How do they do this? By convincing people, usually uneducated people with few other alternatives (a broad generalisation, I’ll concede) that their country, their rights, their freedom, their homes, their very families, are under attack, and that they need to be protected.
It’s a shame that the people who run around shouting these slogans have never stopped, just for a second, to ponder what they are actually saying.
Let’s start out with freedom.
What is freedom? Who determines this definition? What makes one definition of freedom more correct than another?
I didn’t take many units in philosophy during my time at uni, but it doesn’t take a philosopher to fathom that the word “freedom” is a term so tricky and ambiguous, that it’s practically meaningless, unless applied in a very specific framework. For instance: “In this role, you’ll have the “freedom” to take lunch whenever you like.”
Through the eyes of many however, democracy equates directly to freedom. A democratic nation is a free nation. And anything else is not.
But let’s take a look at what democracy is: A system of government whereby “the people” – ‘the people’ of course, meaning an abstracted entity, comprising the thoughts, emotions and perspectives of millions and millions of individual people – are represented through elected governments.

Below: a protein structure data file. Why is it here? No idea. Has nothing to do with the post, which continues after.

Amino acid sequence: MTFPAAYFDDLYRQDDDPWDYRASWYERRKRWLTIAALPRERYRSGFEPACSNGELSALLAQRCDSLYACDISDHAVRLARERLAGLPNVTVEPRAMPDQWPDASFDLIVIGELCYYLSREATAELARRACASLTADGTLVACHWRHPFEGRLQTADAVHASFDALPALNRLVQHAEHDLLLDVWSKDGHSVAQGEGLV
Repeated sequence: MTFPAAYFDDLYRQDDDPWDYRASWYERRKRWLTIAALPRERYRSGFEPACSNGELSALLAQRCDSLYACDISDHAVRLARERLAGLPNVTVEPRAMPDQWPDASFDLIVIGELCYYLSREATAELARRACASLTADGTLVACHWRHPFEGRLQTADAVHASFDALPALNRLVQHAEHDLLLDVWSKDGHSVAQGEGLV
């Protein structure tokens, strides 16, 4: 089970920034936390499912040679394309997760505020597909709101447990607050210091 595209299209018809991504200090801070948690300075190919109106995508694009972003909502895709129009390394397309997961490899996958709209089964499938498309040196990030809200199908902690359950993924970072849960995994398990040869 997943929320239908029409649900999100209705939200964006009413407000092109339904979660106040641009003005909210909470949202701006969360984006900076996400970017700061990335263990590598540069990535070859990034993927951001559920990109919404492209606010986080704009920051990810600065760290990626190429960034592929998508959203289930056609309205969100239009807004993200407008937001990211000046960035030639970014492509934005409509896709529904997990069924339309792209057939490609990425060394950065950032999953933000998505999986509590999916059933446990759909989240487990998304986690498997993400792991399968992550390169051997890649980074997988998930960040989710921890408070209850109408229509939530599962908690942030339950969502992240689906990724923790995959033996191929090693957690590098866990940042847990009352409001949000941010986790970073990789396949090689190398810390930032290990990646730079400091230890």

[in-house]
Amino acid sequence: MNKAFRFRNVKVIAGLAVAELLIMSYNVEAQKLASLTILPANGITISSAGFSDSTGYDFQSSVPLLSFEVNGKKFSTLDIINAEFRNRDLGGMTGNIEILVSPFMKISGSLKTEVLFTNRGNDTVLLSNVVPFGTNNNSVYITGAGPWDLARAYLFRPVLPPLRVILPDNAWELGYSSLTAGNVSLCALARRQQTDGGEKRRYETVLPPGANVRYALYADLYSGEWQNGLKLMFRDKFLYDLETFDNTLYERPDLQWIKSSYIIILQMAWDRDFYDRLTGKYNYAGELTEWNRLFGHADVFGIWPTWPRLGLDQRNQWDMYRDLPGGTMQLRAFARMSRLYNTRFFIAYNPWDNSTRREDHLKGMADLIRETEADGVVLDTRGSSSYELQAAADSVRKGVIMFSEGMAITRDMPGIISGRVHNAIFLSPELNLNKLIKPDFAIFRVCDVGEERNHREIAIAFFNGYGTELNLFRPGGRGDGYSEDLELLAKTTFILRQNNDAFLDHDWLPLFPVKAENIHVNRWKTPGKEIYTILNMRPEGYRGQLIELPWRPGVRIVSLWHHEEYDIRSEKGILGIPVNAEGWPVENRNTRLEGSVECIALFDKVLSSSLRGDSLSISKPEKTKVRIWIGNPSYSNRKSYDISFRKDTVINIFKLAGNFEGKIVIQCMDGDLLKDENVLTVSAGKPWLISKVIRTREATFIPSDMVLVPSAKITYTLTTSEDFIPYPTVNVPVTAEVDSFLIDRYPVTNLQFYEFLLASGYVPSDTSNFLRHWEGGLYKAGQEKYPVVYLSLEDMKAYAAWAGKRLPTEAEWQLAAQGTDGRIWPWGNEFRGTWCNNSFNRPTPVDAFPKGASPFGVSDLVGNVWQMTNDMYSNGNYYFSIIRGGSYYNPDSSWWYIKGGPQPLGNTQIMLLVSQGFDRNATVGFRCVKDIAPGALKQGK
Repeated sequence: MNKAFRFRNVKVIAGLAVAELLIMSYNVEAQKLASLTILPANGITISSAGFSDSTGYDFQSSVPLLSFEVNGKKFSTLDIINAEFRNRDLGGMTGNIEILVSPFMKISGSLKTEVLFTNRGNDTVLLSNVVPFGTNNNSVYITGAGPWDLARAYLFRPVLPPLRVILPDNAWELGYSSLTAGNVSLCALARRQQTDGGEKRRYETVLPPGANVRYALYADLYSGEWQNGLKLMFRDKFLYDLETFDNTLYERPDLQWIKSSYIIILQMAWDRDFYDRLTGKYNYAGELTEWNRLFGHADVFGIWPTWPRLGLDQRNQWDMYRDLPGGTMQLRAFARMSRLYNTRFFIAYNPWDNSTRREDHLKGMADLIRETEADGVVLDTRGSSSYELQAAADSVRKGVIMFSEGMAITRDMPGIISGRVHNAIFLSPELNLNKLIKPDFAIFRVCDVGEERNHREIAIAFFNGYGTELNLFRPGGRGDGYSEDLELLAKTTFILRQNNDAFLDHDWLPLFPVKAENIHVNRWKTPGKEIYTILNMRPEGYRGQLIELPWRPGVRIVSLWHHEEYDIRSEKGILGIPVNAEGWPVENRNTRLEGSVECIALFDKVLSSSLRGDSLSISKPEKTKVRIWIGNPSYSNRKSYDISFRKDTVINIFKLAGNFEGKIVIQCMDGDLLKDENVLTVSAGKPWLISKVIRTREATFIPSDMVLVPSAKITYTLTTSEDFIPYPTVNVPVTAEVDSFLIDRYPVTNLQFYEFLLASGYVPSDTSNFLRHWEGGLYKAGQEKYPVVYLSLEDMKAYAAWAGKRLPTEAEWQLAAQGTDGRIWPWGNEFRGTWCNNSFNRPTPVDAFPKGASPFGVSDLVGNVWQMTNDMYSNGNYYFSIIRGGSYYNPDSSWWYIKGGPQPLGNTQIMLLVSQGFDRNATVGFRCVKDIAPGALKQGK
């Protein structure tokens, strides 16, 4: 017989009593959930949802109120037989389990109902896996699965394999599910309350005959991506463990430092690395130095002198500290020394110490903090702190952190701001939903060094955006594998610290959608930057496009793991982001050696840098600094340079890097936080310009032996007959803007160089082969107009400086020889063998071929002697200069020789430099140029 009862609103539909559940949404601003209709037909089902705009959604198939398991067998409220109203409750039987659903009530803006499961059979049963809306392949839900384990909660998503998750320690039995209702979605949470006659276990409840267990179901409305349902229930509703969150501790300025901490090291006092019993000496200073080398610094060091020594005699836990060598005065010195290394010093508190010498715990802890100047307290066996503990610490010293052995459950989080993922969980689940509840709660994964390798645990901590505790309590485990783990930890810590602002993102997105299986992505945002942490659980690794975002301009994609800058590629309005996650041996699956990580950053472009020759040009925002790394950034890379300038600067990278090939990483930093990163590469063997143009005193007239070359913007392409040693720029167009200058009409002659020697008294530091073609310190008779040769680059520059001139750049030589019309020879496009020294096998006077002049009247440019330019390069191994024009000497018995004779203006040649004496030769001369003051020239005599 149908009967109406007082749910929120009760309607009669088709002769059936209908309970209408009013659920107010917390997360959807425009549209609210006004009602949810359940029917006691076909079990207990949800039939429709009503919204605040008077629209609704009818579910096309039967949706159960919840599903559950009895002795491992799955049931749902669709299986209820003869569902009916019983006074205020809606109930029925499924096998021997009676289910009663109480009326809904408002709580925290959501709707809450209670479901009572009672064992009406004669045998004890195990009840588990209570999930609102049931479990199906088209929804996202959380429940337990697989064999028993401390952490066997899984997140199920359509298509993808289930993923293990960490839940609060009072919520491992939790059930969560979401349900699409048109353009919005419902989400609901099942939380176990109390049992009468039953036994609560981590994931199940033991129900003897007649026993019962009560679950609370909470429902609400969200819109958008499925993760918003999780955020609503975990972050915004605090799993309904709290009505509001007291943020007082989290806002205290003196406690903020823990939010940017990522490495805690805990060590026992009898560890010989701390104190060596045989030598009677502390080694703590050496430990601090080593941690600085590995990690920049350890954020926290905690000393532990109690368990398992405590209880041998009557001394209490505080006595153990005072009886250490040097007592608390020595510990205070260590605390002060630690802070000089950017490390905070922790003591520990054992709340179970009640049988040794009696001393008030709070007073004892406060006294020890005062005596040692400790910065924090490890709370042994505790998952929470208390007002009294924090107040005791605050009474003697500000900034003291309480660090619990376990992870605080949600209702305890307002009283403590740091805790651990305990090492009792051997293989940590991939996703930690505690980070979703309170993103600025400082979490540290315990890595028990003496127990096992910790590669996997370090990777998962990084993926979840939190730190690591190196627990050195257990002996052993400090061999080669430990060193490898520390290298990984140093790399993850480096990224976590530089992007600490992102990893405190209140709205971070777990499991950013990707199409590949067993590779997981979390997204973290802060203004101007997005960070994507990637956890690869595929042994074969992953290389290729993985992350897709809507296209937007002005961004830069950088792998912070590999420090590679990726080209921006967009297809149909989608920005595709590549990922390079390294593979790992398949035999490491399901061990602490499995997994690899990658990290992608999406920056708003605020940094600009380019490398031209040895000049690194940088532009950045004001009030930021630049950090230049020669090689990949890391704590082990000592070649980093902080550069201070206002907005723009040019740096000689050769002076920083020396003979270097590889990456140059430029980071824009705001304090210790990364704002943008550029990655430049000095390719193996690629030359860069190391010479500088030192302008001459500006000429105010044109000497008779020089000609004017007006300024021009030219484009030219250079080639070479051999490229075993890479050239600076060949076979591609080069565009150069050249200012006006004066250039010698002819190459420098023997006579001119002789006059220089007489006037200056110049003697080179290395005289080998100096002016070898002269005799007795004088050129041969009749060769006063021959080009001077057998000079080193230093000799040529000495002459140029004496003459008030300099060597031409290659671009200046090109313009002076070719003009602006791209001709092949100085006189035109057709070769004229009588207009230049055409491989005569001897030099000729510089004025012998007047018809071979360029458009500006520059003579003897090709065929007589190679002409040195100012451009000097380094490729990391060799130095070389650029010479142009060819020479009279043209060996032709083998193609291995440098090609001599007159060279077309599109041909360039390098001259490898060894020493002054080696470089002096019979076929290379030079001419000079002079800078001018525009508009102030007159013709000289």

I don’t know about you, but I don’t feel very represented through my governments.
I don’t have a say in what happens politically, nor do I have a say regarding what laws I’m to be governed by. And I have a fucking degree in law. If I don’t have a say, who does?
The (simple/vague) answer:
We don’t live in a democracy. Our respective national populations have grown to a point that make the term democracy completely useless. Technically, as defined by Robert A. Dahl, we – those of us who are supposedly living in a democratic world – live in a polyarchy. Or, as I prefer to phrase it, and in a light that most of us should understand; we live in a slightly evolved aristocracy; a system whereby a select few rule the classes, dictating their fates; providing them with the comfortable illusion that they, the beguiled masses, are in control of their own lives.
The terms “freedom” and “democracy” really don’t mean much. If you think about it for more than a second, without referring to a textbook that’s aim is simply to perplex you further, they are concepts – abstracted ideas, notions, ideals, arbitrarily coined terms – that hold very little grounding in reality.
Democratic “freedoms,” democratic “rights,” everything to do with anything purportedly “good,” is no more than an illusion intended to keep people marginalised, stupefied, standing in support contrived governmental mottos, in unity, with one voice – “The People’s voice.”
And what’s worse, people like me, who’ve an opinion that goes against the collective norm, are typically ostracised for speaking up. And yet … and yet, this is the exact sort of “freedom” that we’re apparently fighting for: the freedom to speak up, freely.